Who’s Looking For Us?

Let’s have a moment of silence for all of the missing women across the globe. It’s truly devastating. But it’s even more devastating to continuously see how BIPOC women are overlooked in the national search for their lives. Recent news has highlighted details of the missing woman known as Gabby Petito. Every channel, news platform and blog has reported the ongoing facts and updates of her well-being. Although every life is valuable, why aren’t BIPOC lives? Who’s looking for us?

Studies have shown that missing person cases for BIPOC women are less likely to be solved.  Oftentimes women or children of color are classified as runaways which lessens their chances of being found as well. African American cases continuously remain open and unsolved four times longer than those of Hispanic or White women. This is unimaginable. This is wrong. This isn’t fair or equitable.

We often see multiple media outlets aiding in these statistics due to their lack of coverage for all missing women. It’s already bad enough that women fight each day to be seen, heard and to grow within many male dominated spaces. But to go missing against your own will and to not adequately have anyone search for or publicize your story is disheartening. In 2014 the #BringBackOurGirls viral campaign was led in response to nearly 300 missing girls in Nigeria.That campaign alone brought global awareness to the efforts of missing BIPOC women everywhere.

In 2017 the campaign was relaunched in the Washington, DC region to highlight missing women of color in the DMV. CNN ran stories in 2019 to sound the alarm against the growing number of missing women of color globally and about the lack of media coverage. But did it change anything? No! So what can we do about this? While many may argue various manners needed to change this narrative, here are some of my quick tips:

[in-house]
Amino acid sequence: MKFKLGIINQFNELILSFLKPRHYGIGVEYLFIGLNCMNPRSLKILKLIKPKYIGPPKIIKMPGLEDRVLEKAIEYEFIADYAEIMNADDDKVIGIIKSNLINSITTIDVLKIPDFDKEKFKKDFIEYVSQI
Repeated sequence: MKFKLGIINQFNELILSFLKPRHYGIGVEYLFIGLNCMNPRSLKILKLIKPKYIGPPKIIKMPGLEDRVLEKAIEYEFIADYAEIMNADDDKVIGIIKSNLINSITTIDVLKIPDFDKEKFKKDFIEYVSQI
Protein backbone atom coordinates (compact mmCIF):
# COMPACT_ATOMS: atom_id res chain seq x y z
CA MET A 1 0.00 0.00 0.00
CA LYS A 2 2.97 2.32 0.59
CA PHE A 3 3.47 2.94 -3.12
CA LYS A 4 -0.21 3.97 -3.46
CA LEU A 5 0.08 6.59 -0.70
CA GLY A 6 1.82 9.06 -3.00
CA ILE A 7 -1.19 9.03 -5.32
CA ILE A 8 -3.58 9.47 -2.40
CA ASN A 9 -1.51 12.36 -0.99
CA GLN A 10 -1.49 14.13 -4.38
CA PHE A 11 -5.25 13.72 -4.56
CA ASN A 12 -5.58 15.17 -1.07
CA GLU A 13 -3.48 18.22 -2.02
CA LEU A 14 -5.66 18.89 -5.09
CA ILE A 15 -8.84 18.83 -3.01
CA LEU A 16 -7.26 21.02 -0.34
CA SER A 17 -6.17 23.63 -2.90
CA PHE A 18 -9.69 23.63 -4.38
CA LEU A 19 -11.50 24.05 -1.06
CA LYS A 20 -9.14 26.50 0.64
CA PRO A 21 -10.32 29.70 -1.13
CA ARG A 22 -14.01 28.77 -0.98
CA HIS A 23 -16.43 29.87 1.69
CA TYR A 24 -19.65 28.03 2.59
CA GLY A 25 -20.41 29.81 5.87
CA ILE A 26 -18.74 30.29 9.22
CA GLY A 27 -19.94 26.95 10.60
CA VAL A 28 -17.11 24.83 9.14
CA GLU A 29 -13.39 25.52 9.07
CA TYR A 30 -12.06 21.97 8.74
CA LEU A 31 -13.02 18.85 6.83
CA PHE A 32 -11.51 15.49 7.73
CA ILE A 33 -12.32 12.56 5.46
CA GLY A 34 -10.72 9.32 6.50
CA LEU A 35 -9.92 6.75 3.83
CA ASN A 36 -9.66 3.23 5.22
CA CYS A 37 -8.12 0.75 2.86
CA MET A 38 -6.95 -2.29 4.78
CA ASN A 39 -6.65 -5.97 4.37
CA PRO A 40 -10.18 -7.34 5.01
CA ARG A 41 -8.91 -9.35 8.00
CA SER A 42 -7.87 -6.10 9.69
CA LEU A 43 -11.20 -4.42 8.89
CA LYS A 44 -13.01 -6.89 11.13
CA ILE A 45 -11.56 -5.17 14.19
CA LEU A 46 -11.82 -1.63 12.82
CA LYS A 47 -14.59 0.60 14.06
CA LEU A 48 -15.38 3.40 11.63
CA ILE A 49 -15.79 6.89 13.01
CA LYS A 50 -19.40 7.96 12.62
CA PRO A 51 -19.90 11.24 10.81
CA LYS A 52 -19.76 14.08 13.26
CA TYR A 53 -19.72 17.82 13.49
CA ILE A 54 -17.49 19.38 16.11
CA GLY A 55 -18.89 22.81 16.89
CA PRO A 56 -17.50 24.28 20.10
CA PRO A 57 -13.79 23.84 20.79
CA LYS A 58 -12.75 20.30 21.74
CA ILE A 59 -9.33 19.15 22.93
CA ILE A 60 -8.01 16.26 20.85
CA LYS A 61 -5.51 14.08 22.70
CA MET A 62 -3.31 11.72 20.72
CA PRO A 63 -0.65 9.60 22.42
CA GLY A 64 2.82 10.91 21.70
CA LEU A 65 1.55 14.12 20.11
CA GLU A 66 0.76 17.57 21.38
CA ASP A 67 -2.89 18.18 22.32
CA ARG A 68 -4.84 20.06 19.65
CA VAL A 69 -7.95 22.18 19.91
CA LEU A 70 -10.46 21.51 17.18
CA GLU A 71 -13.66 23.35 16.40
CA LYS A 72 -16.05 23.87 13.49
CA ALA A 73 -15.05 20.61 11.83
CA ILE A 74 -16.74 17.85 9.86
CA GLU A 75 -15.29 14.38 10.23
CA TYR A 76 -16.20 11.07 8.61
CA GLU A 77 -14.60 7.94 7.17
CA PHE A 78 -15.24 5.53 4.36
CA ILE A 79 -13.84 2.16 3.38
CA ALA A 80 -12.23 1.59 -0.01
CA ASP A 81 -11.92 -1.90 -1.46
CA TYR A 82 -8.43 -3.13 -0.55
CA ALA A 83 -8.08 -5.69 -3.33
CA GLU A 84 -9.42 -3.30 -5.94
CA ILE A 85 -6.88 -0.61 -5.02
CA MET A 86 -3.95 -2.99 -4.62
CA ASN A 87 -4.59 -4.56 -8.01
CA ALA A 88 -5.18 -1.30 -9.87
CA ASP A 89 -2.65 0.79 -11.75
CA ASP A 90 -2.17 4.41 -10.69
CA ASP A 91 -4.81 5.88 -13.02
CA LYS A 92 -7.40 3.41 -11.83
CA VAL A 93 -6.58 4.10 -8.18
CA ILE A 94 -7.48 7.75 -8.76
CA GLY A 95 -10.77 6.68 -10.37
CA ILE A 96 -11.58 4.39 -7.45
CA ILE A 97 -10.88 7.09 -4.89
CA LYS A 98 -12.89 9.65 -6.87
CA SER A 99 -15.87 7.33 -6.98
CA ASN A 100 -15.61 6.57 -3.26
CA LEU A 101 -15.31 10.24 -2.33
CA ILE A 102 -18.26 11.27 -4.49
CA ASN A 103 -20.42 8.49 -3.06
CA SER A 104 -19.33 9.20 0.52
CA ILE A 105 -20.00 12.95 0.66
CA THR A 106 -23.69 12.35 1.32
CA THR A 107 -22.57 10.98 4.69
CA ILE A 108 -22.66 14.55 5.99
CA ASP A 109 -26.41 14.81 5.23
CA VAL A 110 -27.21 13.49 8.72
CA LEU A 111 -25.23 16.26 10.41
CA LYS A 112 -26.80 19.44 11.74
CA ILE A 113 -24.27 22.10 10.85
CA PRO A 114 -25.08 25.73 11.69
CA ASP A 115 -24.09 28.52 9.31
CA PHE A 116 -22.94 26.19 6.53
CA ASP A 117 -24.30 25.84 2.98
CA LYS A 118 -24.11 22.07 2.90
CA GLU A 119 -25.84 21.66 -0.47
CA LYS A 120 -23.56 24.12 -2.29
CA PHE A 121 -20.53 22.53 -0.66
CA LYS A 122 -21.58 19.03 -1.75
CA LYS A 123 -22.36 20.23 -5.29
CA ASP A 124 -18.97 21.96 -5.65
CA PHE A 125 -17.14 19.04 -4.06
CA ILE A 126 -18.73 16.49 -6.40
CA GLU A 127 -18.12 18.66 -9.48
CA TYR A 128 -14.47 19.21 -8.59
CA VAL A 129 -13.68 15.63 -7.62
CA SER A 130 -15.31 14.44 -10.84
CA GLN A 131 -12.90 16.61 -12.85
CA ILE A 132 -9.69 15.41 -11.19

• It starts with you. If you’re a storyteller or content curator, you can change this dynamic by giving it media coverage.  From blog writing, interviews and beyond; you can take that step individually.
  • Donate to the cause. No amount is too small to support the efforts of finding our women of color in distress. Look at your budget and see what you can give.  
  • Educate your families and networks. It may sound cliche but speak with your loved ones about sharing their whereabouts, never going out at night alone, discussing potential relationship red flags in case the partner gets violent and more. It literally starts at home.
  • Use your networks. We’re all on social media and we’re probably using it daily.  It’s free-ninety nine to share a social media post, sign a petition or etc. These small efforts go a long way.

It takes a village and we need one another to decrease these statistics. If we aren’t looking for us, neither will they. Connect with the Black and Missing Foundation organization online as @blackandmissingfdn and find available resources here: https://blackandmissinginc.com/resources/.

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